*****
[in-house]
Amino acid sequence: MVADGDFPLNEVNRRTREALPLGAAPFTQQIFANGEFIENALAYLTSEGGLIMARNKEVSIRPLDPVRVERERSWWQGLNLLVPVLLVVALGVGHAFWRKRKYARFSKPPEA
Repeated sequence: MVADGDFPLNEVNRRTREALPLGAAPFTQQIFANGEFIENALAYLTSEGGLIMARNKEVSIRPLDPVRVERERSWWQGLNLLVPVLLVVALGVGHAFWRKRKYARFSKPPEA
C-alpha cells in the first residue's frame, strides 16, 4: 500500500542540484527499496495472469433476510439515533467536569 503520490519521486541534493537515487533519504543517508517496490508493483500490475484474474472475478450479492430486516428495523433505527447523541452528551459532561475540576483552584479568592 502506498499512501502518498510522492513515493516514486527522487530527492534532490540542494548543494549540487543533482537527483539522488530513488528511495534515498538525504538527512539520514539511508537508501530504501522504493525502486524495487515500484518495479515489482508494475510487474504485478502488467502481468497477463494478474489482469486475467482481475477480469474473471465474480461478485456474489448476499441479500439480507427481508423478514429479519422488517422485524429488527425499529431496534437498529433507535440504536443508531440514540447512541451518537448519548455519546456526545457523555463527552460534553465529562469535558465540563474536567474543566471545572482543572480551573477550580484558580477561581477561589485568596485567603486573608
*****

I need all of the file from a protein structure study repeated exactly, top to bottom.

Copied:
[in-house]
Amino acid sequence: MVADGDFPLNEVNRRTREALPLGAAPFTQQIFANGEFIENALAYLTSEGGLIMARNKEVSIRPLDPVRVERERSWWQGLNLLVPVLLVVALGVGHAFWRKRKYARFSKPPEA
Repeated sequence: MVADGDFPLNEVNRRTREALPLGAAPFTQQIFANGEFIENALAYLTSEGGLIMARNKEVSIRPLDPVRVERERSWWQGLNLLVPVLLVVALGVGHAFWRKRKYARFSKPPEA
C-alpha cells in the first residue's frame, strides 16, 4: 500500500542540484527499496495472469433476510439515533467536569 503520490519521486541534493537515487533519504543517508517496490508493483500490475484474474472475478450479492430486516428495523433505527447523541452528551459532561475540576483552584479568592 502506498499512501502518498510522492513515493516514486527522487530527492534532490540542494548543494549540487543533482537527483539522488530513488528511495534515498538525504538527512539520514539511508537508501530504501522504493525502486524495487515500484518495479515489482508494475510487474504485478502488467502481468497477463494478474489482469486475467482481475477480469474473471465474480461478485456474489448476499441479500439480507427481508423478514429479519422488517422485524429488527425499529431496534437498529433507535440504536443508531440514540447512541451518537448519548455519546456526545457523555463527552460534553465529562469535558465540563474536567474543566471545572482543572480551573477550580484558580477561581477561589485568596485567603486573608